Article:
“ Our second attempt was the one that landed us in trouble. That day after returning from Lagos, we called in the three boys who came at night to do the re-bagging. We left them at the site while they were still working. In the process, the boys ran away when they saw people with torchlight coming towards them. That was Saturday and I was not there at that time, but the boys informed me about the development. I later contacted my sister about the situation and by the next day a lot of people had gathered at the place. When I noticed that there were so many people at the site, I quickly rushed to call a brother of mine whom I explained the state of things to. My brother and myself came to the site and we were arrested. This is our second attempt and what I made from the first business I spent all on feeding. My thinking was that after sometime I would be able to realize some money from the business to start up my clothing business. That was my primary motive of going into that. I know that the act is not good, but just a means to survive.”

Larin and Rafia are not alone in the deal.
Their accomplices, Monsuru Adelani, Segun Raji and, Tunde Lateef, who were contracted to re-bag and adulterate the Dangote Portland Cement, are also in the police cell, telling the police how much they know about the alleged criminal act and the level of their involvement.

Adelani is a major link between the cement dealers and his friends who helped in adulterating the original cement. Larin contacted the 20-year-old who works with a lorry that carries sand. “I live in the same area with Iya Bose, Larin, and, in May, she called me to help her do a certain work. I asked her what type of job and she told me to just come and help mix cement and plaster sand. I know that it will not be possible for me alone to do the job, so I contacted my friends, Segun and Tunde, who agreed to do the job. That was how we did the first assignment and we charged N40 on every bag that we re-bagged,” Adelani recalled on his involvement in the crime.

Raji, 21, a mechanic, said his involvement in the illegal act was as a result of lack. According to him, there was nowhere for him to operate from since he finished his apprenticeship as a mechanic and this prompted him to start helping to load and offload foodstuff like rice at the market places and doing other casual works. In the process, his friend, Adelani, invited him into the business.

““ I was called to come and do re-bagging. When we got to the site, we were taughton how to mix cement with plaster sand. On that day, we met at the site by 7pm and we finished the re-bagging at about 10pm. At the end of the day, we were able to produce 39 bags of cement out of the 30 bags. This fetched us N1,200 as we were paid N40 per bag. The money was shared N400 among the three of us. The first time we were told that the vehicle that brought the cement came late. So, in our second time, when we got to the site for work, we were just told to start working as they, the dealers, were going somewhere. That time was about 8pm and when we started working, we saw a ray of light and we were afraid. This made us to run away. But when we met the owner of the business and explained what we saw to her, she only told us that the people were just those living in the area. She assured us that there would not be any problem and asked us to meet the next morning. By the time we got there the next day, the people living in the area called in police, that was how we were arrested,”” he said.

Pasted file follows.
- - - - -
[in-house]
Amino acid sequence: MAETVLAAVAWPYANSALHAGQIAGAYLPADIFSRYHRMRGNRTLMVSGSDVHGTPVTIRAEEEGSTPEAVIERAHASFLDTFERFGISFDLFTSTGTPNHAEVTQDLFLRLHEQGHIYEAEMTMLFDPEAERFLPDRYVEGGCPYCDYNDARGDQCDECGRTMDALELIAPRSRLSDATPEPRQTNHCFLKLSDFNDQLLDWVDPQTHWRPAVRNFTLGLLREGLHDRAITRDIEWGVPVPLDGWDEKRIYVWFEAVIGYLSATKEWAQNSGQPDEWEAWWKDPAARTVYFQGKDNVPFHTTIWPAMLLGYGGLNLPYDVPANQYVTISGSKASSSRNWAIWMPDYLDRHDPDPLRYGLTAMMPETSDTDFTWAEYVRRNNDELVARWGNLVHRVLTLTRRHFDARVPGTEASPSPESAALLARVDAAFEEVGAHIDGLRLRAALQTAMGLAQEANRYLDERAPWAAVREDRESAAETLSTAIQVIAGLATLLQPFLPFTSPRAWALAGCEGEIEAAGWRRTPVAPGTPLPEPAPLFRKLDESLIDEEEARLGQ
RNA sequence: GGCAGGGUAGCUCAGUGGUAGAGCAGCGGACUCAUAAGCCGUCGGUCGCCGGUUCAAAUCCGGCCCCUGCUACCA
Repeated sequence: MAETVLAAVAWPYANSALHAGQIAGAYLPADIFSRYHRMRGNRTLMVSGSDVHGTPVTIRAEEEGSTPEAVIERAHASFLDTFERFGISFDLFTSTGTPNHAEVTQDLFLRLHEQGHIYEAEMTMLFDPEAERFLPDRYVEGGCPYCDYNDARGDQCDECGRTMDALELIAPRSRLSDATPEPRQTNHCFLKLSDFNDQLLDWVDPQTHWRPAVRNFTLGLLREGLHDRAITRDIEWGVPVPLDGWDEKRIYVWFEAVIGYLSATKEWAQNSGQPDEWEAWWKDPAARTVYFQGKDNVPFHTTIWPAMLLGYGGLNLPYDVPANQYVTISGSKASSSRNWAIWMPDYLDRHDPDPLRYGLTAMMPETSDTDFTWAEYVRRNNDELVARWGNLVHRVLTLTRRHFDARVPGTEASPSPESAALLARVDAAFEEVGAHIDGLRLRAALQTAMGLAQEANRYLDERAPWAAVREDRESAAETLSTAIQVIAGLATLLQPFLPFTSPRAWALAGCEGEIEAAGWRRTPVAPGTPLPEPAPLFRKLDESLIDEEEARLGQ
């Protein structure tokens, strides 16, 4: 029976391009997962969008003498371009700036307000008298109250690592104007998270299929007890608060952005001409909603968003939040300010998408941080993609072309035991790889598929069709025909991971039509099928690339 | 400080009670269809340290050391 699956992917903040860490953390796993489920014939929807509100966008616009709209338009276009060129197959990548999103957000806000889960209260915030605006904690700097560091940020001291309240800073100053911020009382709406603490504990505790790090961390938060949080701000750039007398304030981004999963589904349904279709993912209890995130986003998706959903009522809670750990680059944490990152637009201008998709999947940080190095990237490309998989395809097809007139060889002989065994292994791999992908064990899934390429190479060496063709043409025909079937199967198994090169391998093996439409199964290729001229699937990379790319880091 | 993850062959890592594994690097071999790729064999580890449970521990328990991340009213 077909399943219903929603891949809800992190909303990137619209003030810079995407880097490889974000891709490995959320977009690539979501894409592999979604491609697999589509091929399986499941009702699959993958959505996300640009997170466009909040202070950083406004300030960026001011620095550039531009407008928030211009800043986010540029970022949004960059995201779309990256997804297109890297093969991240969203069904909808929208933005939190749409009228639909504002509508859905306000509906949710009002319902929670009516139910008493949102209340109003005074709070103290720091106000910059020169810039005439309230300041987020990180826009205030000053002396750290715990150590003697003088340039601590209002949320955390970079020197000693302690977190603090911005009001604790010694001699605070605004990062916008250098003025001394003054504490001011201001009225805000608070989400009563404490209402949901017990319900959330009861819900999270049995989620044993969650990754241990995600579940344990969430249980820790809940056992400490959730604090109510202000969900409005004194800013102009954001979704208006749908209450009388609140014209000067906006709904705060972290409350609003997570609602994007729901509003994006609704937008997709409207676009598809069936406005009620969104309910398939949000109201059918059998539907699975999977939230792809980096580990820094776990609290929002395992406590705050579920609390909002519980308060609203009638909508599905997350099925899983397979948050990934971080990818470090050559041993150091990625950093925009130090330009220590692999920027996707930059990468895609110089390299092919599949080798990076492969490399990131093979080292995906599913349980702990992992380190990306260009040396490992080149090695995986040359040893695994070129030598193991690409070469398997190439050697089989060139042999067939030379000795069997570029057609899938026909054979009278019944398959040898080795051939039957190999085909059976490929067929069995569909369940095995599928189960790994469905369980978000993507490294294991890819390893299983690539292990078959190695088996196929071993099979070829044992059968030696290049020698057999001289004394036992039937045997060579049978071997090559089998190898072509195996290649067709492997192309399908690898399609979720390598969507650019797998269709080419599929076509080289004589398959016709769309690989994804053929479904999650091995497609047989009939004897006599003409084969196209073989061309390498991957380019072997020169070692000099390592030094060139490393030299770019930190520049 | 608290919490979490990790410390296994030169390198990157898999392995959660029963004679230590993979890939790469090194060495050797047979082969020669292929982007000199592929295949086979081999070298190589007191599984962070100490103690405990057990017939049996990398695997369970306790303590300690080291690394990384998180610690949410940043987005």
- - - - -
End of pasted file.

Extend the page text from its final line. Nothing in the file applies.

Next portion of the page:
Speaking with Sunday Vanguard, Ogun State Police Public Relations Officer, PPRO, Deputy Superintendent of Police, Femi Awoyale, said that, from all indications, the suspects had been into adulteration of cement for some time, a situation which he ascribed as one of the factors responsible for collapse of buildings.

He said: “You see these people are one of the factors causing incessant building collapse across the urban cities. By the time they have mixed sand with cement, it will not be effective as it ought to be and any house built with this type of adulterated cement will be defective.”

Awoyale noted that the suspects were not the first set of people arrested for such offence in Ogun State. “In the past, we have arrested people like that at Ewekoro Division and, from all indications, it was the mother of these ladies that was arrested at Ewekoro then and the case is still in court. What we can deduce from their action is that they have turned this into a family business and that they are doing this to the detriment of the public,” the PPRO alleged, adding: “We are now investigating various leads to their operations. In fact, they sell the cement to a particular shop at Ibadan and we are going there to make our investigations.. Apart from that, they got the bag from somewhere and we are going into that too. So, we also send these adulterated products for laboratory analysis so as to know that in the course of prosecuting them at the law court, they are not unjustly punished but that the law takes its course. The case is still under investigation and as soon as we are through we will charge them to court.””
The police spokesman therefore advised members of the public to beware of where they get their products from and should not patronize cheap building materials.

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Fay(Katy, Texas, US)says...

Actually translates to bravehearted.